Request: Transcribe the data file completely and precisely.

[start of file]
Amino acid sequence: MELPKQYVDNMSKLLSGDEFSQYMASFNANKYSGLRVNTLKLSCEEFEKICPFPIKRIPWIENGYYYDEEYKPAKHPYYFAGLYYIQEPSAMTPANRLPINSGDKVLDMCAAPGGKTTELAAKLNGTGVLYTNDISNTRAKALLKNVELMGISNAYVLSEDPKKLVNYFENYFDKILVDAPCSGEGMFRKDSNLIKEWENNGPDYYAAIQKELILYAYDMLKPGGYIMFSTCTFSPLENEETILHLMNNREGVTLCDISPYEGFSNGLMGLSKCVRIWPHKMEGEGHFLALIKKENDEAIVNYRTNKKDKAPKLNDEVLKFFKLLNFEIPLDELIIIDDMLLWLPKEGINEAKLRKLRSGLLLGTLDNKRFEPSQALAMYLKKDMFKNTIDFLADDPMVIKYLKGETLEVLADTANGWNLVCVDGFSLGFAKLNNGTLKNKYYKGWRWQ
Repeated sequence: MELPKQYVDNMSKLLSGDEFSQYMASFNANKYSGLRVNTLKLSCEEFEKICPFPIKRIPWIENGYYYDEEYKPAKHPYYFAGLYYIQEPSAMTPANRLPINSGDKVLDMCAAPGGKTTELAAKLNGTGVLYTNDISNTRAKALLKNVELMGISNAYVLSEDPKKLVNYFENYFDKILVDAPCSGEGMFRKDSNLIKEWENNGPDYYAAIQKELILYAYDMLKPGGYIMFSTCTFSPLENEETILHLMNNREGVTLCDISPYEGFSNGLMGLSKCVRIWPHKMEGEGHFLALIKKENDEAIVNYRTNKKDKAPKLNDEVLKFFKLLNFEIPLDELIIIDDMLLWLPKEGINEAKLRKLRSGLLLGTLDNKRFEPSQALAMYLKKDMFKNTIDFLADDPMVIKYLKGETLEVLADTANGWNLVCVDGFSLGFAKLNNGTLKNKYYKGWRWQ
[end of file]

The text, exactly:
Amino acid sequence: MELPKQYVDNMSKLLSGDEFSQYMASFNANKYSGLRVNTLKLSCEEFEKICPFPIKRIPWIENGYYYDEEYKPAKHPYYFAGLYYIQEPSAMTPANRLPINSGDKVLDMCAAPGGKTTELAAKLNGTGVLYTNDISNTRAKALLKNVELMGISNAYVLSEDPKKLVNYFENYFDKILVDAPCSGEGMFRKDSNLIKEWENNGPDYYAAIQKELILYAYDMLKPGGYIMFSTCTFSPLENEETILHLMNNREGVTLCDISPYEGFSNGLMGLSKCVRIWPHKMEGEGHFLALIKKENDEAIVNYRTNKKDKAPKLNDEVLKFFKLLNFEIPLDELIIIDDMLLWLPKEGINEAKLRKLRSGLLLGTLDNKRFEPSQALAMYLKKDMFKNTIDFLADDPMVIKYLKGETLEVLADTANGWNLVCVDGFSLGFAKLNNGTLKNKYYKGWRWQ
Repeated sequence: MELPKQYVDNMSKLLSGDEFSQYMASFNANKYSGLRVNTLKLSCEEFEKICPFPIKRIPWIENGYYYDEEYKPAKHPYYFAGLYYIQEPSAMTPANRLPINSGDKVLDMCAAPGGKTTELAAKLNGTGVLYTNDISNTRAKALLKNVELMGISNAYVLSEDPKKLVNYFENYFDKILVDAPCSGEGMFRKDSNLIKEWENNGPDYYAAIQKELILYAYDMLKPGGYIMFSTCTFSPLENEETILHLMNNREGVTLCDISPYEGFSNGLMGLSKCVRIWPHKMEGEGHFLALIKKENDEAIVNYRTNKKDKAPKLNDEVLKFFKLLNFEIPLDELIIIDDMLLWLPKEGINEAKLRKLRSGLLLGTLDNKRFEPSQALAMYLKKDMFKNTIDFLADDPMVIKYLKGETLEVLADTANGWNLVCVDGFSLGFAKLNNGTLKNKYYKGWRWQ